[ISTANBUL] At first glance, the world's best-performing housing market bears few of the usual hallmarks of a bubble about to pop.
Reliance on mortgages is low, and Turkish homeowners reliably repay their loans, helped by house prices that rose faster than in any other country last year. The risk, at a time when construction has grown to make up a bigger share of the country's investments than in China, is with the builders rather than the buyers.
The share of Turkey's borrowing represented by developers is higher than at any time in the last decade, and represents almost a fifth of all corporate loans, according to the nation's banking association.
An increasing portion of those debts is going bad, with the industry's portion of non-performing loans nearly doubling in the past five years.
"Mortgages are not the problem," said Ercan Uysal, a banking analyst at Istanbul-based research firm Integras. "Developer leverage is."
To keep sales brisk, builders are helping buyers defray their costs. For instance, at Istanbul's US$1.5 billion Maslak 1453 development, whose name recalls the Ottoman conquest of Constantinople, the developer is offering to secure below-market interest rates and accept a 10 per cent deposit - below the 25 per cent minimum required for a bank mortgage.
As rates on housing loans increase, "companies are taking the hit out of their own profits in order to make life easier for the buyer," said real estate mogul Ali Agaoglu, developer of the Maslak project, whose property portfolio and television presence have invited comparisons in local media to Donald Trump.
"What's important for the sector is sales, so this kind of support is perfectly natural," Mr Agaoglu told Bloomberg last month at an economic forum in the ski town of Uludag.
Turkish home prices doubled over the last five years and jumped 18 per cent in 2015, topping Knight Frank's global house price index. Demand benefited from Middle Eastern investors seeking a haven from turmoil in the region and strong population growth, the real estate consultant said.
Builders, who depend on pre-sales for a portion of their financing, can't afford a perception that those gains might slow, said Toygun Onaran, who analyzes property companies for TEB Yatirim, BNP Paribas SA's Istanbul-based unit.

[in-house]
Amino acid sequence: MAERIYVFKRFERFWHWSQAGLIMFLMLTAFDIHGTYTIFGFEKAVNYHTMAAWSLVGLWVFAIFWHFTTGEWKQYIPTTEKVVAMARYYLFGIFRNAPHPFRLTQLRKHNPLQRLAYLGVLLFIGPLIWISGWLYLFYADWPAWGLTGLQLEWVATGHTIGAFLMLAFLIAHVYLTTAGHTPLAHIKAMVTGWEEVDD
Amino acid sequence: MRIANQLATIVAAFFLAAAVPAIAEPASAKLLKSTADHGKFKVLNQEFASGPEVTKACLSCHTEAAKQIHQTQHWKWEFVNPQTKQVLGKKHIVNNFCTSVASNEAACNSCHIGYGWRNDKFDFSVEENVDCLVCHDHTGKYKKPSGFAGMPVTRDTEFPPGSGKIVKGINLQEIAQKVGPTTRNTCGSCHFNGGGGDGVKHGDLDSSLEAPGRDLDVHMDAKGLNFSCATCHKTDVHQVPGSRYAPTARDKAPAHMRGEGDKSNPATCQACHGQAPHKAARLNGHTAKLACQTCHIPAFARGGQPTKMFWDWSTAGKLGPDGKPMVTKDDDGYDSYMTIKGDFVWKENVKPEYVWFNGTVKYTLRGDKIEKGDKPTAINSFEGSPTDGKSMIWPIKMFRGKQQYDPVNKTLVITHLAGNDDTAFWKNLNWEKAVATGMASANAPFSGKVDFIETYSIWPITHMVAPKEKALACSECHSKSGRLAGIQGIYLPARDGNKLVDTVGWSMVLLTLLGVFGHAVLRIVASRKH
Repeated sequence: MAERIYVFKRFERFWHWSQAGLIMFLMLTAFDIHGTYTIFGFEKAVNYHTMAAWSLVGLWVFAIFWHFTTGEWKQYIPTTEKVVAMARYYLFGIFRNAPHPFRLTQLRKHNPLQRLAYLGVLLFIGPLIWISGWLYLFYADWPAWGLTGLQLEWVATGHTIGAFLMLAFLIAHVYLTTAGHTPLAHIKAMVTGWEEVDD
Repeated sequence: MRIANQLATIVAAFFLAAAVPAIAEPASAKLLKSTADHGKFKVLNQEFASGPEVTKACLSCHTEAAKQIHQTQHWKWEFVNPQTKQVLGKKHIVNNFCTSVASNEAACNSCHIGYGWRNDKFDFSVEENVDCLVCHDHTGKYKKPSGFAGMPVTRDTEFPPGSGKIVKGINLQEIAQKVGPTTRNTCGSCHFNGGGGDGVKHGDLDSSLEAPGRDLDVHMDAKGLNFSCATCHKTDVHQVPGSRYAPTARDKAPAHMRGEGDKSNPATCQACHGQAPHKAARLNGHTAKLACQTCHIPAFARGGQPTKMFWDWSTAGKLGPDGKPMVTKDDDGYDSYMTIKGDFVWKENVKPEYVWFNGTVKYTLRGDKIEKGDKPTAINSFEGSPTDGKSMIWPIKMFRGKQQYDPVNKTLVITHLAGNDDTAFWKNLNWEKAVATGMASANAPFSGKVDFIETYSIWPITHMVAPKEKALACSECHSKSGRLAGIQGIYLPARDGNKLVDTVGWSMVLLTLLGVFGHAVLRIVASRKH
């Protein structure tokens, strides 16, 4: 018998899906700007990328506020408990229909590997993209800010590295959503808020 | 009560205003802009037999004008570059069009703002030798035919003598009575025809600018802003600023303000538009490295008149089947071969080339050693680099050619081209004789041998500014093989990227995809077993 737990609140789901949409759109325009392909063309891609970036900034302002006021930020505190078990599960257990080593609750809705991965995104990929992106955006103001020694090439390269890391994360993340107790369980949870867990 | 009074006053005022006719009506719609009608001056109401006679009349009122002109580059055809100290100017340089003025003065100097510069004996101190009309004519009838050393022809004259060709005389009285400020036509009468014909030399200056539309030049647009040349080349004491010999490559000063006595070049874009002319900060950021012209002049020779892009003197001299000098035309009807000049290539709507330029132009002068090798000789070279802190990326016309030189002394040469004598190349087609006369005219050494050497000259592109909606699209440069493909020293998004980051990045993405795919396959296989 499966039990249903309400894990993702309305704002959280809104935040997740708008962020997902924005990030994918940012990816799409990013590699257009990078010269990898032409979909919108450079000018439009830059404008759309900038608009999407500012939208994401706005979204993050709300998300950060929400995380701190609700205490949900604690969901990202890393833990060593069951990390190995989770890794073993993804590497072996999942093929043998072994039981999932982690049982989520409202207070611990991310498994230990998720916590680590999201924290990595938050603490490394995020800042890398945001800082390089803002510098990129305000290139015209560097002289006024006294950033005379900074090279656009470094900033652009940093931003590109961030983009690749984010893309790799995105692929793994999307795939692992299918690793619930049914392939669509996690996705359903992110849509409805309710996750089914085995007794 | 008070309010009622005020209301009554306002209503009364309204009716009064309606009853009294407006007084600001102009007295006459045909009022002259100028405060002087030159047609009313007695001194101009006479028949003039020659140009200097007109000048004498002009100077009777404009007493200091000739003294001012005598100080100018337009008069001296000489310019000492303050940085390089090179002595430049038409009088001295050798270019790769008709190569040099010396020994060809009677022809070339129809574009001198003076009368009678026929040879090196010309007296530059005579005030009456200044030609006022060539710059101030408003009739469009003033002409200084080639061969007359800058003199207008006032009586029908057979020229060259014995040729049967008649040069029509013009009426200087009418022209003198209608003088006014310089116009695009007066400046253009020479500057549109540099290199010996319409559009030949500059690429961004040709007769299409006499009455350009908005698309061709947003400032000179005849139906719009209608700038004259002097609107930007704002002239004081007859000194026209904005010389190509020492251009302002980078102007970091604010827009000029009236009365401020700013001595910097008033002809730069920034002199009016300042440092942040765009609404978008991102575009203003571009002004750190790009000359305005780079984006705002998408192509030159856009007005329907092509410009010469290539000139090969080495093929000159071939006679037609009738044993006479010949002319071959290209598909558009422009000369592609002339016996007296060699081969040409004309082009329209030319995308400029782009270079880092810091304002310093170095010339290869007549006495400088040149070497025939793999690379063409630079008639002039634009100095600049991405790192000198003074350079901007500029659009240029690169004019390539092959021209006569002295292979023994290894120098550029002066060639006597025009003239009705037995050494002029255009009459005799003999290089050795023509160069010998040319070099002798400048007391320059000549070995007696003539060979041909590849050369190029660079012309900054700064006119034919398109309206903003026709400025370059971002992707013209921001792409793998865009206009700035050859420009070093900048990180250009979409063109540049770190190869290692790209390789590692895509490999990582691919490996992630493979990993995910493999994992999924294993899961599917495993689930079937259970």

Developers' prospects depend in part on the US Federal Reserve. Its decision to raise interest rates for the first time in almost a decade in December drove up borrowing costs in Turkey and other developing countries.
Turkish bond yields have since declined on speculation the pace of future Fed increases will be slower than feared.
"Even if the Fed has pushed back judgment day, ultimately that could even make the pain worse when it eventually hits because in the meantime money's continuing to flow into unproductive sectors." said Manik Narain, a foreign-exchange strategist at UBS Group AG in London.
The dangers of a weakening currency are exacerbated for builders, because they account for a disproportionate share of Turkey's foreign-exchange borrowing, Mr Narain said.
That creates a risk when their income is mostly in lira, a currency whose value eroded 20 per cent over the course of last year.
Developers made up a fifth of the companies gaining bankruptcy protection from creditors in the first three months of this year, the most of any industry, Mr Uysal said, citing figures from sirketnews.com, which compiles the data.
That's raised the ire of bankers, who say the current bankruptcy law is open to abuse and makes it too difficult to reclaim debts. In interviews in Uludag, the chief executive officers of lenders TC Ziraat Bankasi AS, Turk Ekonomi Bankasi AS and Denizbank AS all criticized the legislation.
Many flats in branded real estate projects like Maslak 1453 sell through financing organized by construction companies.
"The last thing Turkey needs after a large credit binge is the development of shadow financing," said Mr Narain.
Aziz Torun, the head of the association of Turkish real estate investment trusts, or REITs, said the incentives kicked in because one per cent monthly interest is the psychological level beyond which Turkish consumers become reticent about the cost of a mortgage.
"Some REITs are helping residential buyers with interest rates to keep demand lively," Mr Torun said, whose company, Torunlar GYO, is contributing to cut customer's borrowing costs below that one per cent-a-month level.
The average mortgage rate has risen to almost 15 per cent this year from less than 11 per cent a year ago, and rates have stayed at their highs even as the central bank pushed down the cost of borrowing in the past month.
Some see sales staying healthy because of demographics: The influx of immigrants will keep the market buoyant, while accelerating divorce rates mean "there'll always be demand," said Onder Halisdemir, the CEO of Agaoglu Group.
Yet that view isn't uniform. Home prices surged last year, "and I have difficulty in understanding the fundamentals of this rise," said Ismail Kazanc, the chief financial officer of Torunlar.
"I don't expect a rise like that this year."